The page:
Competition and the Theory of Relativity

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Screen Shot 2016-06-15 at 9.31.44 AMYou have to keep your firm moving if you hope to stay ahead of the competition, and if you want your firm to age gracefully.

If you’ve ever spent any time at the beach, you may have noticed two distinct characters. One is the tanned, 50-year-old blonde basking in the sun on her lounge chair. Her leather-like skin makes her look 20 years older than she really is. Contrast that with the 50-year-old surfer, effortlessly maneuvering his longboard on the rolling waves. He’s nearly indistinguishable from the other surfers 20 years his junior.

Albert Einstein thought about this. Well, not about this beach scene. But he did discuss the relationship between fast- and slow-moving objects in his Special Theory of Relativity.

So what does this have to do with the AEC industry, you ask? I’m one of those people who is always searching for a way to connect the dots, and I found that Einstein’s Special Theory of Relativity provides another way of explaining the difference between fast-growth entrepreneurial firms and slow-growth small businesses.

In a previous TZL article, I recommended reading obscure books few others read as a way to broaden your river of knowledge in leadership and business concepts. The current book on my nightstand is Stephen Hawking’s A Brief History of Time. Released in 1988, Hawking’s book does a great job of explaining the space-time concept of Einstein’s theory that we can use to understand how some firms out-compete other firms in our industry.

In very simplistic terms, Einstein’s theory suggests that objects in motion, and traveling at very high speeds relative to slow-moving observers, will age more slowly than the static observers.

Imagine two successful engineers, Andrew and Ben. They begin working at the same design firm straight out of college and at age 40 each decides to leave the company to establish his own firm.

Andrew begins building his business by reaching out to his past clients and grows at the industry average of 5 percent per year. Ben decides to take another path and competes for projects beyond his firm’s current capacity. His strategy pays off and he’s able to grow at the rate of 20% each year.

By the time Andrew and Ben turn 50, Ben has increased his firm’s revenue four-fold relative to Andrew’s firm. Both have likely worked a similar number of hours each week, but it’s also likely that Ben’s work hours were more productive with a flurry of activity. Not the 186,000 miles per second speed of light kind of flurry, but it sure felt that way to Ben. I’m sure Andrew was busy, as well, as he enthusiastically prepared project proposals with the non-inspiring lead in: “We provide innovative solutions to give you a competitive advantage.” It’s no wonder Andrew’s is a slow-growth firm.

Einstein’s Special Theory of Relativity states that when two bodies later converge, the slower-moving body will have aged considerably relative to the fast-moving body. Indeed, when Andrew and Ben meet again at Zweig Group’s Hot Firm and AEC Industry Awards Conference 10 years later, there’s a distinct difference between the two firm owners.

Both are now age 60, but look at the work years remaining. Andrew has only a few years left to increase the value of his firm before he reaches normal retirement age. At this 20-year point, the revenue at Andrew’s firm is the same as Ben’s firm at the 5-year point. In other words, Andrew’s slow-growth firm will have aged 20 years to Ben’s fast-growth firm’s 5 years. To me, that sounds exactly as Einstein predicted when he published his theory over one hundred years ago!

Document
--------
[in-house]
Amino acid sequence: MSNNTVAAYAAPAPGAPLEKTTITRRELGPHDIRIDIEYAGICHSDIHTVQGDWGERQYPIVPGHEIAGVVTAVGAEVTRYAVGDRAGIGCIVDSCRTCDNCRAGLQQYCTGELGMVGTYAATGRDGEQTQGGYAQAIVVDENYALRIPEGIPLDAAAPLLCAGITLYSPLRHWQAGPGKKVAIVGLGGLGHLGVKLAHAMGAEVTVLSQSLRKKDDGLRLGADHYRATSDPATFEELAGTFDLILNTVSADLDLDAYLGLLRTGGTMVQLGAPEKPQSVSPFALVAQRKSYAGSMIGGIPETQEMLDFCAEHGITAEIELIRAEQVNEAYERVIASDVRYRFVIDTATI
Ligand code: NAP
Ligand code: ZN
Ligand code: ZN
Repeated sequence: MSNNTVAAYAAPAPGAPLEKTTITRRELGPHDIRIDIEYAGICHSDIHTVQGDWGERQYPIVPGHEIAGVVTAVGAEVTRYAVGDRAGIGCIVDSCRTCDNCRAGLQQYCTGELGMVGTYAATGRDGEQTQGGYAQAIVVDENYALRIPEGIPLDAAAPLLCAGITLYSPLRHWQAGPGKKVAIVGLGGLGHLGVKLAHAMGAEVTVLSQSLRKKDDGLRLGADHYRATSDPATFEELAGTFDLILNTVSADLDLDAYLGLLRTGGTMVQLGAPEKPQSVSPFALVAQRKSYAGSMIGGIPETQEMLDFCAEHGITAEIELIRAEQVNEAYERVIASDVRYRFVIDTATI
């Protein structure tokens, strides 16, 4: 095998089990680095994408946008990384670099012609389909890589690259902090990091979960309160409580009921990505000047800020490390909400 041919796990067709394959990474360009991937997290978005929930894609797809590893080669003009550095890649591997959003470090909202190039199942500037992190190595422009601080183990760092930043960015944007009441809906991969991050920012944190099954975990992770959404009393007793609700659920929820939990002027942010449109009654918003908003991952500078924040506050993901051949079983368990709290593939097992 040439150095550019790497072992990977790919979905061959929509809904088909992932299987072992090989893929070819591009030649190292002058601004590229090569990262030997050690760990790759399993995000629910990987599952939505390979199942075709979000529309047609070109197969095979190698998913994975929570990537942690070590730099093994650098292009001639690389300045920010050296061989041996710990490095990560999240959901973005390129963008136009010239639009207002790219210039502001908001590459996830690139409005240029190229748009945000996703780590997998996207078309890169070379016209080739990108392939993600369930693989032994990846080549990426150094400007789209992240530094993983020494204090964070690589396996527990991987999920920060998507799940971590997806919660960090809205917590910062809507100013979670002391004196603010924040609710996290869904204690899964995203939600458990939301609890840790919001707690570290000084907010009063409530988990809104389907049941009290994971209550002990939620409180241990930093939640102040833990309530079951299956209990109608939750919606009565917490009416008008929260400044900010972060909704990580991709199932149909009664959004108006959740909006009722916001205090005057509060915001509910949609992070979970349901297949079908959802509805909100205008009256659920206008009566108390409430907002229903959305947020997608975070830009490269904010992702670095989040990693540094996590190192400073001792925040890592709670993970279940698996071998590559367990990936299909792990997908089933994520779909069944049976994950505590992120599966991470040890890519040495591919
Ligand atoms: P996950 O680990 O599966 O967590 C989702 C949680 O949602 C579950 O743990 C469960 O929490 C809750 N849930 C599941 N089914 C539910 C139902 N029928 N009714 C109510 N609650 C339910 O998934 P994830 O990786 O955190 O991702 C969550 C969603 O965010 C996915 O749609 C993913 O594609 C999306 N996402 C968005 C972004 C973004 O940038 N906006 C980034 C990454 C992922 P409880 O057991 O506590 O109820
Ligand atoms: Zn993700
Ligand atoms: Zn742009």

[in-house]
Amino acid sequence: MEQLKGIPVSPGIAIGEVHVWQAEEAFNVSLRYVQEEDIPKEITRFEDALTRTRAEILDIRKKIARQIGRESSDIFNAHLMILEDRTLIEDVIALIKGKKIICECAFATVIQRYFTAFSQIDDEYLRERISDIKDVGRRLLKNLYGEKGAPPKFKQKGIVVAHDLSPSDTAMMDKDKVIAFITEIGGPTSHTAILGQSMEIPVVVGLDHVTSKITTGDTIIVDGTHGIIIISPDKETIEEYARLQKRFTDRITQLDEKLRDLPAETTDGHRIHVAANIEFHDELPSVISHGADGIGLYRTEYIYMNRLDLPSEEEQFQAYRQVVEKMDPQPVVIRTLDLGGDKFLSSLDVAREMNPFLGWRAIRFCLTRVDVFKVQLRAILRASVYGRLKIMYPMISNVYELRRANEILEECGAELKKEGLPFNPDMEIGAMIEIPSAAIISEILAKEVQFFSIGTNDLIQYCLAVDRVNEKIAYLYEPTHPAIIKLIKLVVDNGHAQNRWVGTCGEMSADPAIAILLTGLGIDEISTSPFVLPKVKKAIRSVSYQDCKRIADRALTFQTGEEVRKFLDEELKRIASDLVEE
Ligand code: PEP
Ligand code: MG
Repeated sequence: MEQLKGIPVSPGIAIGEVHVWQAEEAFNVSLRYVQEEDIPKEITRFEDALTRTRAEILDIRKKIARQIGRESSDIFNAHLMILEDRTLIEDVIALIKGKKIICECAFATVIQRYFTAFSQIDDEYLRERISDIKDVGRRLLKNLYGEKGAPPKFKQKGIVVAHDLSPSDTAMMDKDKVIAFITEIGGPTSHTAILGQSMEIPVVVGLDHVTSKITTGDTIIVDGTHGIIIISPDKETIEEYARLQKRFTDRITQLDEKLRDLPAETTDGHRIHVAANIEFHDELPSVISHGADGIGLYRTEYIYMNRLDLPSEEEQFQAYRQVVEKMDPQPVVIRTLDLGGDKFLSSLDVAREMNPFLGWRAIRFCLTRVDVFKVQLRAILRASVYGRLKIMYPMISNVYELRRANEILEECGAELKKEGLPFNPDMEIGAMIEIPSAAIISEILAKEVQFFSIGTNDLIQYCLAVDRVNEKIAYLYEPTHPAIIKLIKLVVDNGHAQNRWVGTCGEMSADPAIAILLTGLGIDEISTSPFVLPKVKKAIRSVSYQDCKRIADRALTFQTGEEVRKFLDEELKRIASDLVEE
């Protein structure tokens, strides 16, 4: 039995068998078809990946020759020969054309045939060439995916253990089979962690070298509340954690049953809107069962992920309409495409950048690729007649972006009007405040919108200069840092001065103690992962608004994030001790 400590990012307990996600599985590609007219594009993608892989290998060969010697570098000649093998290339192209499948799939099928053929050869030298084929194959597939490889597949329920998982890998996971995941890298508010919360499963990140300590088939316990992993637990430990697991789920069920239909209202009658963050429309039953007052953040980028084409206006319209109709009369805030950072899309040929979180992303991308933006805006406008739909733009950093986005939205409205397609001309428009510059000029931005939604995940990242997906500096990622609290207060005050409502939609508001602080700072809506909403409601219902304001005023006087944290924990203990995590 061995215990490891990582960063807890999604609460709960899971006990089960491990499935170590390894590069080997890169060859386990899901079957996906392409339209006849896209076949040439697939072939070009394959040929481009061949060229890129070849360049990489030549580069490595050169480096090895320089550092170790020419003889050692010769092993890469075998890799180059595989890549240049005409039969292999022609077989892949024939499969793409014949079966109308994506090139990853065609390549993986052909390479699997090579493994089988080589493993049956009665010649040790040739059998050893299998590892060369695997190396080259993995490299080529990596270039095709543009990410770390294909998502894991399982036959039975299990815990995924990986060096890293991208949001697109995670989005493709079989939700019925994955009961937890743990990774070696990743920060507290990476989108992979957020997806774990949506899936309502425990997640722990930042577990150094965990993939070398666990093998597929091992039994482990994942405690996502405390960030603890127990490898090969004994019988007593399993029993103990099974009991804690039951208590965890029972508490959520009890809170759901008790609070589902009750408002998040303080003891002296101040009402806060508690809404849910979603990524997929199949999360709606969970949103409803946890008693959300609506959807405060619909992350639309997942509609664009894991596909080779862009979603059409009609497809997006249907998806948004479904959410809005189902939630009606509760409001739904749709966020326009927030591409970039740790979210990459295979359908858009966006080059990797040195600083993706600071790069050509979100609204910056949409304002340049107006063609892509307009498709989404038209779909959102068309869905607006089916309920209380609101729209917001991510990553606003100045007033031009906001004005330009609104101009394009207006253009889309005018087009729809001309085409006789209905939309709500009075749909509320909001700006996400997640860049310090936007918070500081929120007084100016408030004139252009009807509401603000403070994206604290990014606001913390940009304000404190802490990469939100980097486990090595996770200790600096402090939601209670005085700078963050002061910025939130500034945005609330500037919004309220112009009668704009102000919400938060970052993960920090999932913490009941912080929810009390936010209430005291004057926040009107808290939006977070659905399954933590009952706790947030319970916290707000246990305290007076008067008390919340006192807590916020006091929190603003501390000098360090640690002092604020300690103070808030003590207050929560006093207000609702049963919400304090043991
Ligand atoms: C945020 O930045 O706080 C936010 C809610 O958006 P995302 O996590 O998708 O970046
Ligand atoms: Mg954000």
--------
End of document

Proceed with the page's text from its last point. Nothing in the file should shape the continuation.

With a much higher firm valuation, Ben is in the driver’s seat and can command a better price for his firm when he decides to sell. That would afford him the opportunity to move to a place where it’s always sunny and warm and he can hit the surf every morning. Andrew, on the other hand, will have to decide between working late into life or retiring and selling his firm at a much reduced price relative to Ben’s firm.

What can you do to slow your firm’s aging process?

  • Move! Keep your firm in motion, and as car aficionado Mark Zweig says: “Don’t let up on the gas!” Slowing down to bask in the glow of last year’s successes accelerates the aging process by forcing you to work harder to catch up with the fast-growth competition.
  • Develop a growth plan and stick to it. Don’t get too comfortable with the status quo. Push yourself and your firm beyond the “business as usual” mentality. View every decision your firm makes from the lens of: “Will this contribute to the growth of our firm?” If it doesn’t contribute to your growth, it could be slowing you down and causing you to age faster.
  • Stay engaged. Continue to improve the skills of your principals, project managers, and team members by ensuring they’re educated and trained in the latest concepts and techniques. Attending conferences to stay abreast of the current issues in the industry will keep your eyes fresh.
  • Constantly read to keep your mind active. It doesn’t matter whether you’re reading a newspaper or a physics book. Reading exercises the synapses in your brain and, according to one study, can rewire your brain and transform you into a continuous learner. Create a “Recommended Reading List” for your firm.

Which path is your firm on? Are the decisions you’re making today designed to keep your firm young, vibrant, and competitive, or is your firm simply lying on the beach growing old?

Bill Murphey is Zweig Group’s director of education. Contact him at bmurphey@zweiggroup.com.

This article is from issue 1149 of The Zweig Letter. Interested in more management advice every week from Mark Zweig, the Zweig Group team, and a talented list of other guest writers? Click here for to get a free trial of The Zweig Letter.

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